Literacy at the Crossroads is not one-sided or narrowly ideological. It does not engage in lambasting the critics, thus avoiding further polarization. Instead it is a considered and principled response to the politicizing of literacy instruction exemplified in the criticism of the whole language approach. Since the publisher, Heineman, is a leading publisher of whole language theory and research, we might expect a less well-balanced book. What we get is a book which answers the critics of whole language in a reasonable manner. By using research and classroom-based examples, Routman shows how the whole language approach does the very things critics say it does not do, plus a great deal more, in providing the type of education parents and citizens want for their children. [-1-] Routman espouses a different type of approach than the one practiced in these days of heated polemics. She provides measured suggestions for gaining a political position when educational debate is politicized, suggestions which ESL professionals might find useful if their programs have been affected by political debates on bilingual education, Ebonics, or the English Only movement. The basic approach consists of listening to the concerns of the critics, revealing what is actually happening in classrooms, explaining how what is happening addresses the concerns of parents or other worried individuals, and speaking knowledgeably about educational issues. She argues that the way for teachers to create classrooms where teachers are learners, and where students can attain competence and self-respect, is by being political. Teachers become political by “speaking out, knowing the research, writing proposals, experimenting in [their] own classrooms and schools, and sharing [their] results with local and national audiences” (p. 165). This approach demands that teachers become the type of people they are guiding their students into becoming. Teachers need to be responsible representatives of their profession, not speaking only the language of the profession, but also communicating in the language of the parents and students.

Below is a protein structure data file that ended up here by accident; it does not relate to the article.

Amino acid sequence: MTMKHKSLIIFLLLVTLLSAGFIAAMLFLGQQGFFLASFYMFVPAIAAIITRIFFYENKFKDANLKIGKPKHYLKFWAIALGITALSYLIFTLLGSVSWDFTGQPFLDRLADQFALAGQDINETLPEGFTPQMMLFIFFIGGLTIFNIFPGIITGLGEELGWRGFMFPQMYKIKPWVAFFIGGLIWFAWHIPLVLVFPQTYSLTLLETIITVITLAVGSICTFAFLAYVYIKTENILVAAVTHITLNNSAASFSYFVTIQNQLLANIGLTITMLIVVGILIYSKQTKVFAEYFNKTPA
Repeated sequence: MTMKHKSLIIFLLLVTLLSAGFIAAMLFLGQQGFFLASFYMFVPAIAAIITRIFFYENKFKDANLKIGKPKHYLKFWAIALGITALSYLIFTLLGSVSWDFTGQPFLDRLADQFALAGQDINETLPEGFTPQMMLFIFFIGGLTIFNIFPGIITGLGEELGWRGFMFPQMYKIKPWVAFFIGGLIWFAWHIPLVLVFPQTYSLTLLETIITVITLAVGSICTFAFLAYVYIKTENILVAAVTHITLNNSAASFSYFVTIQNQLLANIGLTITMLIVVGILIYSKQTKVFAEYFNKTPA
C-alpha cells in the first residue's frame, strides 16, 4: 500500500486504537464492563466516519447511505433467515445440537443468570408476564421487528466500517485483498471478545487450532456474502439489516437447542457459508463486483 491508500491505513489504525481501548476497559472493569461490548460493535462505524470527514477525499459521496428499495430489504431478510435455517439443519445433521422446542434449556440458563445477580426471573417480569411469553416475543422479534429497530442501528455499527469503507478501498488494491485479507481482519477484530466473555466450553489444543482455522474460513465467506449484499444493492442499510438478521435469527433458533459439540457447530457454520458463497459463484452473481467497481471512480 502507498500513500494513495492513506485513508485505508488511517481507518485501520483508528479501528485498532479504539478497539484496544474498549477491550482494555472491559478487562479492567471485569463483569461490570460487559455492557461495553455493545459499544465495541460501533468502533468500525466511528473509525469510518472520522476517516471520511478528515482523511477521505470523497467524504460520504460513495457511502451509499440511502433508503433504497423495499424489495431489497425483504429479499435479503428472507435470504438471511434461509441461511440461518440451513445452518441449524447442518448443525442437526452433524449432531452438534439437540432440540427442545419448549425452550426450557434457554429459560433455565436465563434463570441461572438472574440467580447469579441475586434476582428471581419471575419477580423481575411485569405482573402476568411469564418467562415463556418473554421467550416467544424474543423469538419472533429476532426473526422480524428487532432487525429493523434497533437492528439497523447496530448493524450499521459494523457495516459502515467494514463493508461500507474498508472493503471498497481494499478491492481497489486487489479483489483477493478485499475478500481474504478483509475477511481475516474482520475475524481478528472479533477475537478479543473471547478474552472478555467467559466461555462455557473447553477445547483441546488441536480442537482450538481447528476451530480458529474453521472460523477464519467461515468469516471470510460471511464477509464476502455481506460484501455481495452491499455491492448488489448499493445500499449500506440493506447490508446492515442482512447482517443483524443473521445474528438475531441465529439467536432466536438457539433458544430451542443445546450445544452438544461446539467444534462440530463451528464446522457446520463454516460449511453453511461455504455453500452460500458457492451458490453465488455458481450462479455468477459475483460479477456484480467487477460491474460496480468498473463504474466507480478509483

Routman directs some criticism at teachers who claim to be whole language, but who fail to understand its full meaning. Whole language does not exclude phonics or the teaching of spelling. Phonics is a part of learning to read, an essential, but not total part of the process of acquiring literacy; thus phonics should be part of whole language teachers’ repertoires. Teachers may not be totally at fault since it appears some education departments fail to train their teachers in phonics. Furthermore, she points out that only a small percentage of children, the truly learning disabled, need the intensive phonics training espoused by the phonics supporters. She also argues for the necessity of teaching spelling while also honoring the early invented spellings, which she points out reflect phonics learning, as the student progresses toward becoming a literate user of the language. To support this progression, she supplies eight guidelines for setting up an environment for encouraging students to become good spellers. These eight guidelines encourage attention to spelling in authentic ways. Routman further argues for explicit modeling and showing students how to do something when the time is right.